Letters to the editor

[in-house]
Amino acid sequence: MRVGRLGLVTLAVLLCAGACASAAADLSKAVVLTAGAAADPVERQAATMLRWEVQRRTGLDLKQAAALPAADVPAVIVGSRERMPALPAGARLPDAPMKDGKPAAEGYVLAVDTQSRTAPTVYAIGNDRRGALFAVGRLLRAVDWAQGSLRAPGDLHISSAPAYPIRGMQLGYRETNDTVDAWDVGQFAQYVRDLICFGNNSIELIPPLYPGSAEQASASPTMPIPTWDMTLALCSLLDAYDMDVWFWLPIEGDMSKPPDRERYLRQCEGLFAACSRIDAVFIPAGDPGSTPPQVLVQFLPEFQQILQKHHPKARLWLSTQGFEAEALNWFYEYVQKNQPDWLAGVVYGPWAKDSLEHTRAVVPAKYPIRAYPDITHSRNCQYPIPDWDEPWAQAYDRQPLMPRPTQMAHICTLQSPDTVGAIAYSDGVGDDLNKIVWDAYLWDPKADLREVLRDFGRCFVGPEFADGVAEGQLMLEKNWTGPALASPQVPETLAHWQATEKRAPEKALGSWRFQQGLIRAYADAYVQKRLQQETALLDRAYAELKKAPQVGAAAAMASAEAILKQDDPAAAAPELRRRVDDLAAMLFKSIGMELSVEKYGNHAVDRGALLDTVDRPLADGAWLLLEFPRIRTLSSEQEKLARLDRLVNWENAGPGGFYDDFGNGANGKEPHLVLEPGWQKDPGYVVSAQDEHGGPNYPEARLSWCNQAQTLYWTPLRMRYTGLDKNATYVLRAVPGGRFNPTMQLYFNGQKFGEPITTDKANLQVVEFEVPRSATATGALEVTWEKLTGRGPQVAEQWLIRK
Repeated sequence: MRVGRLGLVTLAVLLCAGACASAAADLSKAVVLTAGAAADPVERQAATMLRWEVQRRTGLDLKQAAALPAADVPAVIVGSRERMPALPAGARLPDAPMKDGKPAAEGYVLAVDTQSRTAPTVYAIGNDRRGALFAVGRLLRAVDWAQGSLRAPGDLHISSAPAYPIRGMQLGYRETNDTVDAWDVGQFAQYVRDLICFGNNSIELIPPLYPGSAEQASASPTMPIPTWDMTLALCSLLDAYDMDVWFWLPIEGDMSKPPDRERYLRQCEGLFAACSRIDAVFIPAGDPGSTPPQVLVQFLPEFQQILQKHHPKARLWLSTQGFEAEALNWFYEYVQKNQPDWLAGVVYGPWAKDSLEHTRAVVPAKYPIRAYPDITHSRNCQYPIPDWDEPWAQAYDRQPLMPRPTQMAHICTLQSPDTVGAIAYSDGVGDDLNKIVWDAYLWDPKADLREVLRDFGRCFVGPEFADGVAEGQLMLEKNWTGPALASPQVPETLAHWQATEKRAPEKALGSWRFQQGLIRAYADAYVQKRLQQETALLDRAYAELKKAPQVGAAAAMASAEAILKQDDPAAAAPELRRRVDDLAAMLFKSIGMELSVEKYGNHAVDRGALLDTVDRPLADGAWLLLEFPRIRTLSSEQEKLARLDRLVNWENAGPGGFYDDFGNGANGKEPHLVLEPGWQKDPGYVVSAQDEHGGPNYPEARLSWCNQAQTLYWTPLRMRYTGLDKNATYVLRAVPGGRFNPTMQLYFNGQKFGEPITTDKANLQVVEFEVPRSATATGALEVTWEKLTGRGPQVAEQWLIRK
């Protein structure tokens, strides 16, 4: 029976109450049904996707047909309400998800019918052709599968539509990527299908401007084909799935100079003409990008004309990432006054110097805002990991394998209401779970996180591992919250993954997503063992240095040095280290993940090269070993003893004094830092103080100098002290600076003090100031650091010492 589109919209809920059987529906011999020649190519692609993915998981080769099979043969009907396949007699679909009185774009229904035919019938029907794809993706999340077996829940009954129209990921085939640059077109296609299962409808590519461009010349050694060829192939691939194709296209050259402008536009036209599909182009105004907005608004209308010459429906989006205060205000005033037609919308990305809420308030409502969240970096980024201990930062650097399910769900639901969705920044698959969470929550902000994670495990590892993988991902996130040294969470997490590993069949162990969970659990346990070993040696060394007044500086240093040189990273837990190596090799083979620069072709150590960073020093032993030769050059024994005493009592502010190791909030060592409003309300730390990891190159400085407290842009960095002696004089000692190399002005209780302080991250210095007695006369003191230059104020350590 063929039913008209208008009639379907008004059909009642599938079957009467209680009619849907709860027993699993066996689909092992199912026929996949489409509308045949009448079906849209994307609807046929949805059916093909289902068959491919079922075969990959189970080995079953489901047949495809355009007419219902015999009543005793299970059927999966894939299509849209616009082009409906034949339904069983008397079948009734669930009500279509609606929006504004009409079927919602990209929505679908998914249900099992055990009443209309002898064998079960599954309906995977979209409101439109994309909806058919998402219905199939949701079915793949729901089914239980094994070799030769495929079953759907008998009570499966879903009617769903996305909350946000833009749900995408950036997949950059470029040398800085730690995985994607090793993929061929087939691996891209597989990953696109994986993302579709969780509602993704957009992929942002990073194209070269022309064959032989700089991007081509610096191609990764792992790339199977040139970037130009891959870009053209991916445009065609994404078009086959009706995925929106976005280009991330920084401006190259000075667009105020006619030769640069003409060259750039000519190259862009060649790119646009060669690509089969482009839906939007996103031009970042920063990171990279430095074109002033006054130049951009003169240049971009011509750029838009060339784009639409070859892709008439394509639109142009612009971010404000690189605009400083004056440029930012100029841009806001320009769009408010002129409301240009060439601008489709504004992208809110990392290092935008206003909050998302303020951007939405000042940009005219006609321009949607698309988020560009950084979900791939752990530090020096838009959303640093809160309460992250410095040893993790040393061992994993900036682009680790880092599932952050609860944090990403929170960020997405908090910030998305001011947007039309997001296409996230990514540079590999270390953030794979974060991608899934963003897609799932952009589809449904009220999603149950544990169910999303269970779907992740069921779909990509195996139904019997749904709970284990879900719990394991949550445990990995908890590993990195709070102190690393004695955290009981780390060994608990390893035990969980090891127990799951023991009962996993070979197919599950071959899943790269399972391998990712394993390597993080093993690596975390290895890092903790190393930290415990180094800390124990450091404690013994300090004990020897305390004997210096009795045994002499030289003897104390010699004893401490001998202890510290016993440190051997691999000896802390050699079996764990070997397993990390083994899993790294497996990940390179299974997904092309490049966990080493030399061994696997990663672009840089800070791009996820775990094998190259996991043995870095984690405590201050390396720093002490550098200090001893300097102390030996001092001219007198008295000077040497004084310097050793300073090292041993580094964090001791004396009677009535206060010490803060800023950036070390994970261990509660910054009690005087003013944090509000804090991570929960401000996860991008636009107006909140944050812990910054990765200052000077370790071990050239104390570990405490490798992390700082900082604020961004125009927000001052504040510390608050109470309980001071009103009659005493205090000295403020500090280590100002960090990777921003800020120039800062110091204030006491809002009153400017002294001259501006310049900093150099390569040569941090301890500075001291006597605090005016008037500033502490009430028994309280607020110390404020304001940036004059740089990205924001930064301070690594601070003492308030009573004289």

Hi Vail Valley, excuse me, Eagle Valley. My name is Nick Moran. I’m from Austin, Texas. Now before I try to go and make friends here, I would like to say what I like about your valley, and it truly is yours, all yours and nobody else’s. First, I love the prices. I mean who wouldn’t want to pay 50 cents more per gallon of gas than in Denver? The way I figure it, this keeps me at home more and also promotes walking (but only on designated trails of course; leave no trace!). Second, the food is great, but where do you get a decent chicken fried steak around here? I hear Denny’s is um um good. Also, the road noise is mesmerizing. Nothing gets me to sleep like the jake brakes of a big rig blaring to a stop with a load of fine pinot noir from Oregon. I want to tell you a story, ok here it goes. I called my mom the other day to tell her about our, I mean your, big problem. She said, “Was somebody murdered?” I said, “No.” She said, “Did someone break into your car again and steal your CD player and your brand new King Cobra driver?” I said, “No, it’s far worse, Mom. Magnus has erected a huge pole in front of the gigantic boxes and rumor has it they’re going to put a flag on it.” “Oh, the humanity!” she bellowed over the phone, deafening my ear. “Calm down, Mom,” I said. I then began to console her by asking her if she remembered the tornadoes that ravaged central Texas, killing hundreds of sheep and chickens and leveling numerous trailer homes. I also mentioned the 93 consecutive days of over 100-degree temperature we had last year. (We call it the hotter than nine foot up a bull’s rear year.) I kept on comforting to no avail. Finally, she calmed down after I talked about the mosquitoes that could stand flat-footed and make love to a turkey. “Damn,” she said, “I did hate those Texas mosquitoes.” “See, Mom,” I said, “life is not so bad here in the Vail-Eagle-Gypsum-Minturn-Dowd Junction Valley. If we stand together and confront these problems as a team, we can finally enjoy our (I mean your) valley. Only our solidarity can overcome road noise so we can look to the future when a tunnel runs from East Vail to Gypsum, keeping those annoying 18-wheelers out of sight and out of earshot. Only our camaraderie and unity can triumph over large corporations taking over the valley, so we can look to a day when we can spend $5 on a package of brats at the town market instead of $2.99 at the enormous box. And only our shared aim and tender compassion towards all can keep everyone out of my valley and bring down the big damn flagpole that has ruined all of our lives.”In conclusion, I encourage all of you selling your homes and leaving this decimated valley to first take a trip to Texas. Melt in the sun, get ravaged by big box-sized mosquitoes, and eat a good chicken fried steak. Wait a minute, don’t eat there or you will want to stay. After this trip you might decide to postpone your move from the valley and stay awhile. Nick MoranVailAlpine GardensAs we begin our 18th year at the Betty Ford Alpine Gardens, I thought this would be a wonderful opportunity to remind our stalwart volunteers and inform our new friends of the fascinating history of the gardens.Marty Jones, the owner of the Wildflower Farm in Edwards, literally planted the seed in Helen Fritch’s ear that Vail was an ideal spot for an alpine garden. When June Simonton heard about the idea, she proposed Ford Park as the site, and the garden was included in the Ford Park Master Plan. By mid-September of 1986, the Vail Alpine Garden had over 100 members. In March 1988 the board of directors named the Alpine Garden in honor of Betty Ford “in appreciation for her many contributions to the Vail community.” In the spring of 1988 Mrs. Ford turned the first shovel of dirt for the mountain perennial garden. Betty Ford Alpine Gardens was formally dedicated on Aug. 11, 1989. A grand celebration followed with President and Mrs. Ford, board members, guests from Denver Botanic Gardens, Vail Valley Foundation, town of Vail, and many donors and volunteers in attendance.The schoolhouse was given to the town of Vail by Edith McLeod in memory of her husband, George, and son, Tracy, who were killed in a tragic auto accident. The Eagle County Historical Society moved the schoolhouse to Ford Park in the early 1980s.The Schoolhouse Museum and Gift Shop has been a charming addition and a source of interest where visitors can relive the history of the Vail Valley through old photographs.As the years passed, the building continued garden by garden as funds were raised. We now have six glorious gardens: Alpine, Rock, Alpine Tundra, Mountain Meditation, Mountain Perennial, Historic Schoolhouse, and, most recently, the Children’s Garden. Plans are in the early stages for an International Garden, as well.Over the years there have been numerous prestigious awards. 1996: Selected for an American Horticultural Society Award as one of the top 75 places to visit. 1997: Denver Botanic Gardens honored Helen Fritch with its Distinguished Achievement Award in Horticulture. 1998: The town of Vail bestowed the Mauri Nottingham Environmental Award on the Gardens, citing the work of Nicola Ripley, our Director of Horticulture, in the community Greenstar program, her xeriscape seminars and Adopt A Rare Plant Program.The gardens now boast over 50,000 visitors each summer. Along with being a lovely venue for weddings and celebrations, it is a place to relax, de-stress and meditate. It is also a place for learning about the native plants of Colorado and the fragile alpine ecosystem, and to educate children about the wonder of the natural world. It is a place to remember and be remembered.I hope you enjoyed our stroll down memory lane. Please join us as a member or volunteer. We need your support whether it is working in the gardens, selling in the Schoolhouse Gift Shop, giving tours as a docent, or working on one of our committees or special events.For information on programs, events and tours, please call 476-0103. See you in the gardens!June VanourekPresidentBetty Ford Alpine GardensHeaded homeAfter spending five years and 14,000 miles walking around the globe through 22 countries, Polly Letofsky will be completing her journey on Friday, July 30, when she spends the momentous day with friends walking down from Vail Pass along the recreation path and through Vail Village and Lionshead.She will be the first American woman to have completed a global walk and in doing so with the purpose of raising the awareness of breast cancer.Friends of Polly are organizing a homecoming parade from Ford Park through Vail Village and on to Lionshead, finishing at Billy’s Island Grill around 3:30 p.m.We would like our community to join her as she completes the final mile of her 14,000-mile adventure. Those interested may join the procession at the International Bridge in Vail Village at 2:30 p.m. on Friday, July 30. We are also seeking sponsors for the reception at Billy’s.For further information, please contact Bob Moroney at 845-5657.Bob MoroneyAsinine warIn response to Mr. Steven Lee and his letter entitled “Anything but facts,” Mr. Steven asserts at the end of his letter that he “hopes that anyone that sees this movie will check out the assertions for themselves and not just believe more propaganda from Michael Moore.”I saw this movie one time last Sunday. I recall Michael Moore saying that George Bush was told about the situation five or six minutes after the first plane hit the north tower of the World Trade Center. The plane hit the north tower at 8:46 a.m. That would be 8:51 or 8:52 AM when Mr. Bush was told about the first plane hitting the World Trade Center. He decided to continue with his children’s book reading anyway and was told almost immediately at 9:02 a.m. about the second plane hitting the south tower. According to Michael Moore, Mr. Bush sat there looking stupid for seven minutes.I also recall that Michael Moore mentioned that there was one congressman with a child serving in Iraq.It was obvious to me before I saw Michael Moore’s movie that George Bush was lying about the “facts” that led our country to war. He told everyone in his State of the Union address that there was a deal between Iraq and some African country that would allow Iraq to obtain nuclear materials for a bomb. This was an outright lie that he blamed on bad intelligence. This is but one lie among many. Mr. Bush should be held personally responsible for anything that comes out of his mouth. It is obvious that Iraq was-is not a serious threat to our nation. I feel sorry for all the people that have died and have been crippled due to George Bush’s asinine war. He should be ashamed of himself and all the people that enabled him to go to war should be ashamed of themselves, too. Bill MontagAvon